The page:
This month marks the 20th anniversary of the U.S. Family and Medical Leave Act. The 1993 act is a federal law requiring employers to provide employees 12 weeks of unpaid leave for qualified medical and family reasons, including pregnancy. On this anniversary, we should reflect on how the U.S. is unacceptably lagging behind on parental leave and on what we should do to overcome this gap.
Researchers at McGill University's Institute for Health and Social Policy compared policies across the globe and found that among the 173 countries studied, five did not offer any paid parental leave. The United States shares this dubious distinction with Lesotho, Liberia, Swaziland and Papua New Guinea. The Organization for Economic Co-operation and Development reports that, on average, paid maternity leave is about 19 weeks across the 34 OECD member countries. The United States is the only country in the OECD failing families, as it does not require any paid leave.
The Family and Medical Leave Act excludes employees working for a company of fewer than 50 workers; this is approximately 42 percent of employees. Women working for these companies do not receive even unpaid maternity leave, and their jobs are not guaranteed upon their return. As a result, America's competitiveness in terms of promoting healthy families and opportunities for women to successfully combine work and family is falling far behind many other countries. This is embarrassing for a nation priding itself on its family values.
In addition to the emotional and economic stress associated with an early return to work after childbirth, unpaid parental leave can adversely affect a child's development and growth. For example, the World Health Organization recommends that infants be exclusively breastfeed until 6 months, which can be difficult for a mother who is working. Breastfeeding protects infants from childhood illnesses such as diarrhea, respiratory infections and ear infections, as well as promoting healthy cognitive development. Studies also found long-term benefits from breastfeeding such as a reduction of children's obesity and asthma. According to the American Institute for Cancer Research, breastfeeding also benefits mothers by reducing the risks of breast and ovarian cancer.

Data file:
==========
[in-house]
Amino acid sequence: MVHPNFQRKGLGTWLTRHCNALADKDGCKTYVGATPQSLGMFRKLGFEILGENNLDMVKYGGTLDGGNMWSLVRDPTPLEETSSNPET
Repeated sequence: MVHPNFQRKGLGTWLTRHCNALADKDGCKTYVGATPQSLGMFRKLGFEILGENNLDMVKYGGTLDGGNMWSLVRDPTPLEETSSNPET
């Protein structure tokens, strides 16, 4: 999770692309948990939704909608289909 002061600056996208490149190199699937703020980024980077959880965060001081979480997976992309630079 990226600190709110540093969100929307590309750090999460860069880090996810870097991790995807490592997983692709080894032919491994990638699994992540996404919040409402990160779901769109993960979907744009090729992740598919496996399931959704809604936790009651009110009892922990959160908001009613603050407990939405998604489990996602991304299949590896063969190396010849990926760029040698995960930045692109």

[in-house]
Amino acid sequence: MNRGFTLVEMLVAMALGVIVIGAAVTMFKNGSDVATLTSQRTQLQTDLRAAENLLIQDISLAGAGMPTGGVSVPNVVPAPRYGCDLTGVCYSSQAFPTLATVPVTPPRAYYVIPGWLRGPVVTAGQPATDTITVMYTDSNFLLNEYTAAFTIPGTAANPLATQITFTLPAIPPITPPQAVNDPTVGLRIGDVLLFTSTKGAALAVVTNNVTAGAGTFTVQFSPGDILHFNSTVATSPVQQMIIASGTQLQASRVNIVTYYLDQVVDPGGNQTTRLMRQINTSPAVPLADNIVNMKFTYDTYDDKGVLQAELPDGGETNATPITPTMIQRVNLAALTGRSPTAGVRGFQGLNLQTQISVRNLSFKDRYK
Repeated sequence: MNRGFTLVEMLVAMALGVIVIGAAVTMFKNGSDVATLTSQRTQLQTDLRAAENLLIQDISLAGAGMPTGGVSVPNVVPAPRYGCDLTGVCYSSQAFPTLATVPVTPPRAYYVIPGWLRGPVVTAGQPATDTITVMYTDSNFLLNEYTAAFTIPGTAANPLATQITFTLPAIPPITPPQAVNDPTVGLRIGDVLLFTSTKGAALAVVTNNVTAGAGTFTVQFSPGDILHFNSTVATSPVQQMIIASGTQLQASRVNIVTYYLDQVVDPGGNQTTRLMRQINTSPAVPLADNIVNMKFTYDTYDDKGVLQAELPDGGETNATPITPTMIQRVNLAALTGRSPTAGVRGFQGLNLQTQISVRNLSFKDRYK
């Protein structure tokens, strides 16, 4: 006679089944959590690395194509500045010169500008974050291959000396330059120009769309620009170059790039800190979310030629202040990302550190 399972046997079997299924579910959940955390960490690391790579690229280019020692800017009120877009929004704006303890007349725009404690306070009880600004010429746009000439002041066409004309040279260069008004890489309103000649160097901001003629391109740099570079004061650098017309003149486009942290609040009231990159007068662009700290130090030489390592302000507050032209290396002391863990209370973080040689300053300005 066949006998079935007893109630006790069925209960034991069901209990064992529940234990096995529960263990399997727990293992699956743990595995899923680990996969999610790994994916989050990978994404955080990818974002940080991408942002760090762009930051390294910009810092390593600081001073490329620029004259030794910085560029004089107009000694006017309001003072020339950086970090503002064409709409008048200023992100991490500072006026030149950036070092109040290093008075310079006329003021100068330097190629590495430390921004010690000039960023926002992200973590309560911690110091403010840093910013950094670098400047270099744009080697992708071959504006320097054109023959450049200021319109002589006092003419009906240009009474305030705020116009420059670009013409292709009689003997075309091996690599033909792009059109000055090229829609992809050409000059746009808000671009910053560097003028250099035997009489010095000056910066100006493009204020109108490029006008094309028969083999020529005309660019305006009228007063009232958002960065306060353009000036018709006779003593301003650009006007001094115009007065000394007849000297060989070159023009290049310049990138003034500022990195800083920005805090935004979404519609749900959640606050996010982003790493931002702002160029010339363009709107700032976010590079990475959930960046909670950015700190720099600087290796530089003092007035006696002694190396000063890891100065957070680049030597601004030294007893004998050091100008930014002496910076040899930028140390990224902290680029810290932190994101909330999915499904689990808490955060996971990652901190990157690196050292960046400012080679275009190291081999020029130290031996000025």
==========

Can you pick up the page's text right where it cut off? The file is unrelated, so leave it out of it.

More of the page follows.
Lack of paid maternal leave is a major barrier to breastfeeding. In the U.S., only 13 percent of women breastfeed up to six months, compared to 26 percent in Canada, which has comprehensive maternity leave. Women wishing to continue breastfeeding upon their return to work also face many hurdles.
Unpaid leave is a "benefit" that few families can access because of financial constraints. After giving birth, the majority of women find themselves scrambling to make arrangements for child care while planning a quick return to work. These circumstances aggravate economic inequality, as families with financial means generally have more flexibility in postponing their return to work, have more time to dedicate to their infants, and can afford quality child care. In the U.S., too many families — and especially single mothers — are trapped in a system that offers little protection and flexibility to care for their newborns.
Some will argue that the United States can't afford paid maternal leave. But competitive economies such as Germany, Canada, Finland and Great Britain have all demonstrated that it is possible and feasible to offer these programs for families. Critics may claim that employers cannot afford an additional financial burden, especially following the recent adoption of the health care reform. Some states, such as California and New Jersey, have addressed this concern and demonstrated leadership in tackling the financial sustainability of paid parental leave. In California, the legislation for paid family leave offers employees a maximum of six weeks of partial pay to care for a newborn. Under the State Disability Insurance program, the benefits are covered through payroll taxes.
In discussing costs, we must remember that there is also a cost associated with not providing paid maternity leave. For example, the cost of daycare might overshadow the mother's salary, potentially leading a woman to leave her employment. Families may then have to seek governmental aid to help them recover from the loss of income. For companies, there are also economic burdens associated with failure to provide paid maternal leave, as it may affect staff retention and lead to lower productivity.
The United States neglects to offer basic working conditions to enable people to fulfill their dual roles as parents and workers. Ensuring that all workers, regardless of workplace size, have access to paid parental leave is fundamental for the advancement of society. States such as California and New Jersey can act as models for others to develop their plans for parental paid leave, but eventually this deficiency will have to be addressed on the federal level.
Mothers, fathers and children need conditions in which they can thrive, and paid parental leave is a pivotal step to reach this goal.
Marie-Claude Lavoie is a doctoral student in epidemiology in the department of public health and epidemiology at the University of Maryland School of Medicine. Her email is firstname.lastname@example.org.Copyright © 2015, Los Angeles Times